Review / Enthusiasm guides the pressure of modern life

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AT what point do possessions become burdens, the next upgrade become the next pressure? When do all our wants and purchases and responsibilities become overwhelming and at what cost is our current consumption level on our planet and purses?

The dancers of QL2 explored these questions in collaboration with choreographers Alison Plevey, Jamie Winbank, Joshua Lowe and QL2 artistic director, Ruth Osborne.

What was uplifting about the production was the obvious energy, enthusiasm and dedication of the dancers and the passion of the choreographers. What was confronting was the depiction the effect of mass media saturation, consumerism and time pressures, real or perceived appears to be having on us. At times the weight of all our “stuff” was literally depicted as baggage, too heavy to carry.

The performance opened with snippets of instantly recognisable advertising jingles and slogans, from cars to face creams and continued at a frantic pace.

The ensemble marvelled over catalogues and magazines, while alarming statistics were given about how much money is spent on “stuff” by children (at this point, sympathy must go out to the parents of eight to 12-year-old girls!) It also appears we will need several more “earths” in the near future, to continue to provide for our drain on resources at current levels.

When this passage of dance gave way to depictions of childish games, there was a sense of sadness and longing for an arguably simpler, less-materialistic time that many of the young dancers may not have experienced first-hand.

Plevey’s “Do This, Do That” explored the daily routines, chores and responsibilities of the group, with robotically repetitive actions. This created an overall hypnotic effect of monotonous chaos, losing some of the focus on the movement itself. Thankfully, the lists of tasks included meals, dance and exercise.

When the relentless, heavy beats providing the soundtrack to Lowe’s piece, “Why You Gotta Move So Fast” kicked in, the synchronicity of the dancers needed to be spot on, for impact. It wasn’t. But the concept, creativity and quality of both choreographer and dancers was. The piece challenged the dancers physically and was thematically confronting, cramming a bunch of ideas and dance in at such a pace the dancers descended into barking and snarling. Unfortunately, the rap performed by two of the cast members was inaudible.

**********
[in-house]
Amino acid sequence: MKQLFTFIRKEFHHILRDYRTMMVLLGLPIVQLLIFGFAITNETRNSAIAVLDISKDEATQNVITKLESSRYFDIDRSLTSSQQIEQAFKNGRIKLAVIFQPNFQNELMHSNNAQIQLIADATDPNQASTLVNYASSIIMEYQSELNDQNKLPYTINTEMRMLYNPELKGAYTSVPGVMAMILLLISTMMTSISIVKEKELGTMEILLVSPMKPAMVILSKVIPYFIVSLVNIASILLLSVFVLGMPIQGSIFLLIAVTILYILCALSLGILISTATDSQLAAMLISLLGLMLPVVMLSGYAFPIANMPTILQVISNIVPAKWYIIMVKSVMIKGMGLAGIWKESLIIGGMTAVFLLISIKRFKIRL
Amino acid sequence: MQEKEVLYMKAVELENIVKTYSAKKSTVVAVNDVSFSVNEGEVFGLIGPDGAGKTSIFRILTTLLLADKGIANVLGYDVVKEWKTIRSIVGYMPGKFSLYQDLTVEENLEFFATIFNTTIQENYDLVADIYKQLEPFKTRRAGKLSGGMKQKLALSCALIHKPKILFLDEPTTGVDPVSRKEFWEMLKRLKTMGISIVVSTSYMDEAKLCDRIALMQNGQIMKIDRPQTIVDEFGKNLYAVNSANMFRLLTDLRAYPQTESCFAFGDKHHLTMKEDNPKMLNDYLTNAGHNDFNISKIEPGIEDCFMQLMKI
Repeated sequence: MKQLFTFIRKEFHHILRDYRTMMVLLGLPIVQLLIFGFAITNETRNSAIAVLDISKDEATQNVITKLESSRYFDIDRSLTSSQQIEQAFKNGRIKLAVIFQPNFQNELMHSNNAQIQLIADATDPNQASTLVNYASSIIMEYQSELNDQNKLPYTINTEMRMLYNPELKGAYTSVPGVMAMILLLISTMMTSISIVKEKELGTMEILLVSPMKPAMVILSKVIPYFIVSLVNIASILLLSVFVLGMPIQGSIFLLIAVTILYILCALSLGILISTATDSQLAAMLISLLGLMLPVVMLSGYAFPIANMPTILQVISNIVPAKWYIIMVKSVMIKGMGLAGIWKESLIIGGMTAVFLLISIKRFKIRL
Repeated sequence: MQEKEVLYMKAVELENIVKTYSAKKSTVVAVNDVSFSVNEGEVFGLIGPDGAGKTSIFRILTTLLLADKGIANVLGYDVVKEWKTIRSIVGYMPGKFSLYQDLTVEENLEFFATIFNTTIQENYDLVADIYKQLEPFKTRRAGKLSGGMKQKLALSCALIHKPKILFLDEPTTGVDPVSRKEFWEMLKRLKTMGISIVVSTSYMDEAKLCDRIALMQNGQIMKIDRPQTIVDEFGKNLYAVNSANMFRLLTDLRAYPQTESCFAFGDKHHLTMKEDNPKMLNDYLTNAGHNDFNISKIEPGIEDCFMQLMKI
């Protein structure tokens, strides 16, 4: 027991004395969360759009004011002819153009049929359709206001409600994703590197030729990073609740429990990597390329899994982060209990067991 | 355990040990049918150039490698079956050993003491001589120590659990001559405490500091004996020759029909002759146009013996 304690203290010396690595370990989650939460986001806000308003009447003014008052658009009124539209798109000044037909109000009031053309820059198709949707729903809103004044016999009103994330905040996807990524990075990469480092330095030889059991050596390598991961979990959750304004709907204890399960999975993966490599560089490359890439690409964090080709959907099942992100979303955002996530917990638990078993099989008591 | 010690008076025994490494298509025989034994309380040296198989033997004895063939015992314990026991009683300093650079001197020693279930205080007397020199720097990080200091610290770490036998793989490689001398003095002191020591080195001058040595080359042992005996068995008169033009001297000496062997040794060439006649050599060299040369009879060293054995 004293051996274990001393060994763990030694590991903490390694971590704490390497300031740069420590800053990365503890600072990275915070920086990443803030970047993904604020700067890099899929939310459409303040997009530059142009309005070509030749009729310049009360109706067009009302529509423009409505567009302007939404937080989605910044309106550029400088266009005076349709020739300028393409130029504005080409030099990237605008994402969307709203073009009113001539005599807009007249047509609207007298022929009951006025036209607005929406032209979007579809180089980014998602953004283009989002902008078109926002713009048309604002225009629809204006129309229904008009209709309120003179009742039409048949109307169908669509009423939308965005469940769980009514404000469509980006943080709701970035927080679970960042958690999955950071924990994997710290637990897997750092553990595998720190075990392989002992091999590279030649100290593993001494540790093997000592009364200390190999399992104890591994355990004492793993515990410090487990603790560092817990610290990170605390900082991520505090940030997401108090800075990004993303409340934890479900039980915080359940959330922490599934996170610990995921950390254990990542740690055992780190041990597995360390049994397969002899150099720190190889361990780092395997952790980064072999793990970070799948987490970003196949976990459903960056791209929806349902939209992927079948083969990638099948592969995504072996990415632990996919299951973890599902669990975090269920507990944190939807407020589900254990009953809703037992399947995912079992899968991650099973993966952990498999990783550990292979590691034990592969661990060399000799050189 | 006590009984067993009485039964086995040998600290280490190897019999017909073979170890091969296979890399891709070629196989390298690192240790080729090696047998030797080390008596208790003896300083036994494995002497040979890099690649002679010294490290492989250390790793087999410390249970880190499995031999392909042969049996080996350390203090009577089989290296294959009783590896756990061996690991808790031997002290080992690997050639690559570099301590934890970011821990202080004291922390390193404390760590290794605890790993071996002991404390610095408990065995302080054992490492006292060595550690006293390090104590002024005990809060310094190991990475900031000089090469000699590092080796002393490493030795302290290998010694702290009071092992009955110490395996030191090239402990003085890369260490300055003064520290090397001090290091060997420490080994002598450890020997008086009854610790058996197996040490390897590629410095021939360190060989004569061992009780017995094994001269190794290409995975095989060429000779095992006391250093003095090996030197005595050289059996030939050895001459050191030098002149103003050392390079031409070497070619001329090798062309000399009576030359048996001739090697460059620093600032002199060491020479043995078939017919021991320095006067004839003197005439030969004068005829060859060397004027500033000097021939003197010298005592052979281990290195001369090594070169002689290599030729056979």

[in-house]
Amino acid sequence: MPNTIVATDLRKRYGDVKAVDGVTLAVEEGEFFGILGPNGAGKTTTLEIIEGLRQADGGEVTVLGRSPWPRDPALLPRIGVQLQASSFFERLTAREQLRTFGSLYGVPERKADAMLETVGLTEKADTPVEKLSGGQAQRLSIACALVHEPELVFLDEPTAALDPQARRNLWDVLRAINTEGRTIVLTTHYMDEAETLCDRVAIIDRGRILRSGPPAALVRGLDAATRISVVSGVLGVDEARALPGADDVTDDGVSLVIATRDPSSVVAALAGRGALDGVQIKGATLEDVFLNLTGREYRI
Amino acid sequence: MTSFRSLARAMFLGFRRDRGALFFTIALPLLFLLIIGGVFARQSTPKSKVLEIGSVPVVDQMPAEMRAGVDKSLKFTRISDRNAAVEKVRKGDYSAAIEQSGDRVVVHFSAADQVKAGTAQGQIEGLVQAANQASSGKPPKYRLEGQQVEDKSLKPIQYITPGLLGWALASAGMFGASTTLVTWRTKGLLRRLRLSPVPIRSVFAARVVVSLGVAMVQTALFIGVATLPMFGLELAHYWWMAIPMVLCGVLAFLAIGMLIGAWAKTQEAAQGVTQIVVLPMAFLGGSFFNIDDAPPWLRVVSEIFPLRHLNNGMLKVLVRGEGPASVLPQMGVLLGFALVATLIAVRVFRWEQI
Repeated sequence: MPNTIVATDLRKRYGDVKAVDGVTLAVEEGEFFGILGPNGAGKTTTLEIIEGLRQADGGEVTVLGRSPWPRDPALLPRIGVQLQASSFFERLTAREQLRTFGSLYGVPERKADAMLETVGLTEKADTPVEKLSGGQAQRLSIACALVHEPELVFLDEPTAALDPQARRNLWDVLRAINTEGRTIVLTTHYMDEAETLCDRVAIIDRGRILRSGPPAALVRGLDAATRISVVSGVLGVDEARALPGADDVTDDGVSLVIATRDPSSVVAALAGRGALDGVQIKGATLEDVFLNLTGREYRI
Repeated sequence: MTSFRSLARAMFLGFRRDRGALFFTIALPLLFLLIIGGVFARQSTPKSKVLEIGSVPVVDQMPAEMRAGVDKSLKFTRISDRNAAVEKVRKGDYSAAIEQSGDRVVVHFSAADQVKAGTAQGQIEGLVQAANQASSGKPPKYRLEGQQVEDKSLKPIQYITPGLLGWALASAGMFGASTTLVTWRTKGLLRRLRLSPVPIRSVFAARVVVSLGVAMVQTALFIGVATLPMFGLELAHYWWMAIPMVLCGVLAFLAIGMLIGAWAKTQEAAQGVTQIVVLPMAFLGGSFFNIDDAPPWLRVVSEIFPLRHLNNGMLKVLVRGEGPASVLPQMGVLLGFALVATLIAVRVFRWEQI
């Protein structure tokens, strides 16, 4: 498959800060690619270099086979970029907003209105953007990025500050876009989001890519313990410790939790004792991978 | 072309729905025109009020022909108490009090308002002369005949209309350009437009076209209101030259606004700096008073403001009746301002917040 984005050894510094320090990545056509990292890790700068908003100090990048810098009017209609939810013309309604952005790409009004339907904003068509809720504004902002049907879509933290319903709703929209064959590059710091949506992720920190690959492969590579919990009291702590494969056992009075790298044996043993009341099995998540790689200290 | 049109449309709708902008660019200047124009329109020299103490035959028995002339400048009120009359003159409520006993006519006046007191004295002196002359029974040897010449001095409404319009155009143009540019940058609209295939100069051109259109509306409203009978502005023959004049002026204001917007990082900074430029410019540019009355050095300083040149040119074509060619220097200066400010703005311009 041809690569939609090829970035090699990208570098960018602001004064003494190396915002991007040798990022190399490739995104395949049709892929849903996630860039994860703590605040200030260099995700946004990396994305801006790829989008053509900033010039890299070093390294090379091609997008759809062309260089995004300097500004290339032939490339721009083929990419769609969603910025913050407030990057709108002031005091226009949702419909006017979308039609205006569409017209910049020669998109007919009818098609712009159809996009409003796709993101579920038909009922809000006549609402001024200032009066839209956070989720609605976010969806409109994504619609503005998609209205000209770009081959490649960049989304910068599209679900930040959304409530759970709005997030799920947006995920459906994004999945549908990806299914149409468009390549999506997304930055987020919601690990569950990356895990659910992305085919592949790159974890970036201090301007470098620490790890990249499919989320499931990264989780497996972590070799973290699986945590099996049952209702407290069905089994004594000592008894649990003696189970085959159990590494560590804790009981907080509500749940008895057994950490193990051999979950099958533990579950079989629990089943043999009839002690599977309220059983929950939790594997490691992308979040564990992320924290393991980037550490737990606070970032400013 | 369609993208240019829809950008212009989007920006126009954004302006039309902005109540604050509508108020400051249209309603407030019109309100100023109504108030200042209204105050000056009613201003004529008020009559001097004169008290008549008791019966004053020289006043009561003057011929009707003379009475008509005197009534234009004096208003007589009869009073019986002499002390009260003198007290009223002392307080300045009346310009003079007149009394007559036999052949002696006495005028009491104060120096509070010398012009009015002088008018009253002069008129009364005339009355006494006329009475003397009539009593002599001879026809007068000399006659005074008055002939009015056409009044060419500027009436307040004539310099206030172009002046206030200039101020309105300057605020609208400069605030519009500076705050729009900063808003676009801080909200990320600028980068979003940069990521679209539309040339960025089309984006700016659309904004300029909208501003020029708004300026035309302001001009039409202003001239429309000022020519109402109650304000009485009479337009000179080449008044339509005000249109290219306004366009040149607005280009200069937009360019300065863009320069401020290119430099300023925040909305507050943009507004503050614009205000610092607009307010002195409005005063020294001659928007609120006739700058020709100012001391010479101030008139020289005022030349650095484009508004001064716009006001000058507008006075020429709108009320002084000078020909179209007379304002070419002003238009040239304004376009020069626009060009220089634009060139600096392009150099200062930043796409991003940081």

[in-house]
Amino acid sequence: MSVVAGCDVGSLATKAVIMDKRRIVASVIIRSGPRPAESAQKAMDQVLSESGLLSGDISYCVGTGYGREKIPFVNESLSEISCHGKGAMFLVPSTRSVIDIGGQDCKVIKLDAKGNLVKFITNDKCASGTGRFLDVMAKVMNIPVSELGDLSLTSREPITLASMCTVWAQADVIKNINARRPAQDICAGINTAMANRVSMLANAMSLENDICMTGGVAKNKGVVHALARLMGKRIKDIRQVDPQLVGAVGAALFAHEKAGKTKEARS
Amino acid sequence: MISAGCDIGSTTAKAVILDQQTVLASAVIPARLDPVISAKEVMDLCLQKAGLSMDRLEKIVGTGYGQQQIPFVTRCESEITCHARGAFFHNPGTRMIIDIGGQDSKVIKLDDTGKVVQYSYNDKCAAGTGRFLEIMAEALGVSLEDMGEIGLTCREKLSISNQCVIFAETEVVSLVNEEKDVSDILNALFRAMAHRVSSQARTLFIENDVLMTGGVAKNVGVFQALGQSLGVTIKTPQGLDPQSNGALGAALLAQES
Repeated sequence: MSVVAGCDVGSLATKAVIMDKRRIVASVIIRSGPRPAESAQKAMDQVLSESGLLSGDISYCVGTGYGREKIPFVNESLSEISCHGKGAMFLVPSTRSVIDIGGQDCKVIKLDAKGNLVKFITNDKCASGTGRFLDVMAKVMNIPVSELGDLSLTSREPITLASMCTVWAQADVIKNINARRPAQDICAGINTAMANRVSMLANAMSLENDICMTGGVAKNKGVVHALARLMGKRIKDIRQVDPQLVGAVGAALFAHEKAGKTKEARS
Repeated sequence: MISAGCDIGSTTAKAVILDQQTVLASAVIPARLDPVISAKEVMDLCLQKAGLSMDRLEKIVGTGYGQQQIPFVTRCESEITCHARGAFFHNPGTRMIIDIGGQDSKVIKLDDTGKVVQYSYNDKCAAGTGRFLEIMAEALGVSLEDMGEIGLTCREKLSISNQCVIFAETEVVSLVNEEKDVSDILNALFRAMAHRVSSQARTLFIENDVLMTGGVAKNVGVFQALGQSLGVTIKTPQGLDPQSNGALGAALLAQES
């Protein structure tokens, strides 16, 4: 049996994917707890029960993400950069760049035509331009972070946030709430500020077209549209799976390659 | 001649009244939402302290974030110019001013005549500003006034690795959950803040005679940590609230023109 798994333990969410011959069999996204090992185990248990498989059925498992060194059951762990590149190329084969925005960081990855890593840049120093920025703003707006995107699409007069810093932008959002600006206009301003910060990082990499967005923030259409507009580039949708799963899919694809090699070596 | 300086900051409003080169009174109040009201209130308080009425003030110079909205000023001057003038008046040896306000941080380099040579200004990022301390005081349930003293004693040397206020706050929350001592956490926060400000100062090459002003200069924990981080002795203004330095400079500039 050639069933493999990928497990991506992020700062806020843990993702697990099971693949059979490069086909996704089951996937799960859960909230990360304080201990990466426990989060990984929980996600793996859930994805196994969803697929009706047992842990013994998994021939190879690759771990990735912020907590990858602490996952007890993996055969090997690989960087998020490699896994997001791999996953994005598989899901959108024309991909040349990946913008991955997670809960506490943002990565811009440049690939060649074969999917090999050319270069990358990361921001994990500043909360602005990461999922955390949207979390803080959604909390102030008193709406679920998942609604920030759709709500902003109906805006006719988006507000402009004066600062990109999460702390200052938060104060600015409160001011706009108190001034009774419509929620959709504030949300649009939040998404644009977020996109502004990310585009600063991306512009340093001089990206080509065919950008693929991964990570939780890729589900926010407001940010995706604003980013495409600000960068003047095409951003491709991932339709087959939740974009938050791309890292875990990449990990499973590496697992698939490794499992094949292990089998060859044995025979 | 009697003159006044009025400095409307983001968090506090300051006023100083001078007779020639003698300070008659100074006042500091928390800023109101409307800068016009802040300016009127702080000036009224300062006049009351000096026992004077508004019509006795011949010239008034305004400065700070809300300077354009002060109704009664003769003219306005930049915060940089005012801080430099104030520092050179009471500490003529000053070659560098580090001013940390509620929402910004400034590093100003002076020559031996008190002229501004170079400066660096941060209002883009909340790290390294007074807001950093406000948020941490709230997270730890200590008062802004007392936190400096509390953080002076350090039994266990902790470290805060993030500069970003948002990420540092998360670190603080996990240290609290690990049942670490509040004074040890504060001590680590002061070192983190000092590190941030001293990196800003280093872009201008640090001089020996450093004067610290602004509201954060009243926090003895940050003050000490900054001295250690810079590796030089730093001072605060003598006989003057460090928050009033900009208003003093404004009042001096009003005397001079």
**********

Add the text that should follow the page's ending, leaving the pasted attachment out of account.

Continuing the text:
Plevey’s “Material Girl” inspired piece was upbeat, visually well-organised, subtly ironic and kept the serious messages portrayed in a light-hearted manner. The dancers’ expressiveness was impressive throughout the performance and the girls did a lovely job with Plevey’s choreography.

There were very smooth transitions between the pieces and a really entertaining end to the show. Lowe’s “iNeed” had the boys performing as cave-men, hankering after the latest “apple”, as each new, improved version was announced. By the time the fruit gave way to the iMac, they were hooked. The boys worked really well together, including their physical interactions. And in the afterglow of an iRave, in the screenlight of the latest iPhone (presumably msging each other on Facebook), the modern caveman seemed more confused and alone than ever.

In the long-run, no one ended up happier, more connected, productive or relaxed by buying into the latest fad, next fashion trends or newest technology.

The show gave a rather sobering view of the stress we’ve placed on ourselves and the mind-numbing acceptance of marketing. It seems an overwhelming future for, in particular, young children and teens growing up in this environment. But that said, the production of “All The Things” was presented in an uplifting, entertaining and professional production, thoroughly enjoyed by the cast and audience.

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